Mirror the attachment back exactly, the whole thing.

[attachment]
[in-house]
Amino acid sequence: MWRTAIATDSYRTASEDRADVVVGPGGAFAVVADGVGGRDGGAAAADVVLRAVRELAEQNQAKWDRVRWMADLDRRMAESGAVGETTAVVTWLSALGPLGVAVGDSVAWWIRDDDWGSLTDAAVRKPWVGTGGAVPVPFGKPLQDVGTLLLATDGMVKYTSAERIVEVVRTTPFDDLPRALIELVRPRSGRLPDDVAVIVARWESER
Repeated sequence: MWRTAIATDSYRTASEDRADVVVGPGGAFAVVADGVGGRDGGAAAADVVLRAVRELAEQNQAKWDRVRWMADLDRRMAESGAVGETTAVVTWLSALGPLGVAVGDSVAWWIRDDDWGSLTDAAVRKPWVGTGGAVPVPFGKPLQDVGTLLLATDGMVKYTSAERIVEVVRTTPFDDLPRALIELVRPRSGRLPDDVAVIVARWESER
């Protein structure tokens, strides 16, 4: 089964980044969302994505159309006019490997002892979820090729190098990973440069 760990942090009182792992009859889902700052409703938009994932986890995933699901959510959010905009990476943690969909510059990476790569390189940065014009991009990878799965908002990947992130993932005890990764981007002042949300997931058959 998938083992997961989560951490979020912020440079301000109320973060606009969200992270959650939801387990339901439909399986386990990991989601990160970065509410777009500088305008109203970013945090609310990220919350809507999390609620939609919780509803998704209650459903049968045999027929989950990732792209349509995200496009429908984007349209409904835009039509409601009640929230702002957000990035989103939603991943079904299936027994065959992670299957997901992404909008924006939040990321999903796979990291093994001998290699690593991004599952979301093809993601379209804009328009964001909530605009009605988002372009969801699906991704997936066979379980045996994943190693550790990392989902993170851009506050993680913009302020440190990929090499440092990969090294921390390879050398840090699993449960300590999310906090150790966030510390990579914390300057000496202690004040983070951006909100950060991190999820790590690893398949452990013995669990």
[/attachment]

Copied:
[in-house]
Amino acid sequence: MWRTAIATDSYRTASEDRADVVVGPGGAFAVVADGVGGRDGGAAAADVVLRAVRELAEQNQAKWDRVRWMADLDRRMAESGAVGETTAVVTWLSALGPLGVAVGDSVAWWIRDDDWGSLTDAAVRKPWVGTGGAVPVPFGKPLQDVGTLLLATDGMVKYTSAERIVEVVRTTPFDDLPRALIELVRPRSGRLPDDVAVIVARWESER
Repeated sequence: MWRTAIATDSYRTASEDRADVVVGPGGAFAVVADGVGGRDGGAAAADVVLRAVRELAEQNQAKWDRVRWMADLDRRMAESGAVGETTAVVTWLSALGPLGVAVGDSVAWWIRDDDWGSLTDAAVRKPWVGTGGAVPVPFGKPLQDVGTLLLATDGMVKYTSAERIVEVVRTTPFDDLPRALIELVRPRSGRLPDDVAVIVARWESER
């Protein structure tokens, strides 16, 4: 089964980044969302994505159309006019490997002892979820090729190098990973440069 760990942090009182792992009859889902700052409703938009994932986890995933699901959510959010905009990476943690969909510059990476790569390189940065014009991009990878799965908002990947992130993932005890990764981007002042949300997931058959 998938083992997961989560951490979020912020440079301000109320973060606009969200992270959650939801387990339901439909399986386990990991989601990160970065509410777009500088305008109203970013945090609310990220919350809507999390609620939609919780509803998704209650459903049968045999027929989950990732792209349509995200496009429908984007349209409904835009039509409601009640929230702002957000990035989103939603991943079904299936027994065959992670299957997901992404909008924006939040990321999903796979990291093994001998290699690593991004599952979301093809993601379209804009328009964001909530605009009605988002372009969801699906991704997936066979379980045996994943190693550790990392989902993170851009506050993680913009302020440190990929090499440092990969090294921390390879050398840090699993449960300590999310906090150790966030510390990579914390300057000496202690004040983070951006909100950060991190999820790590690893398949452990013995669990």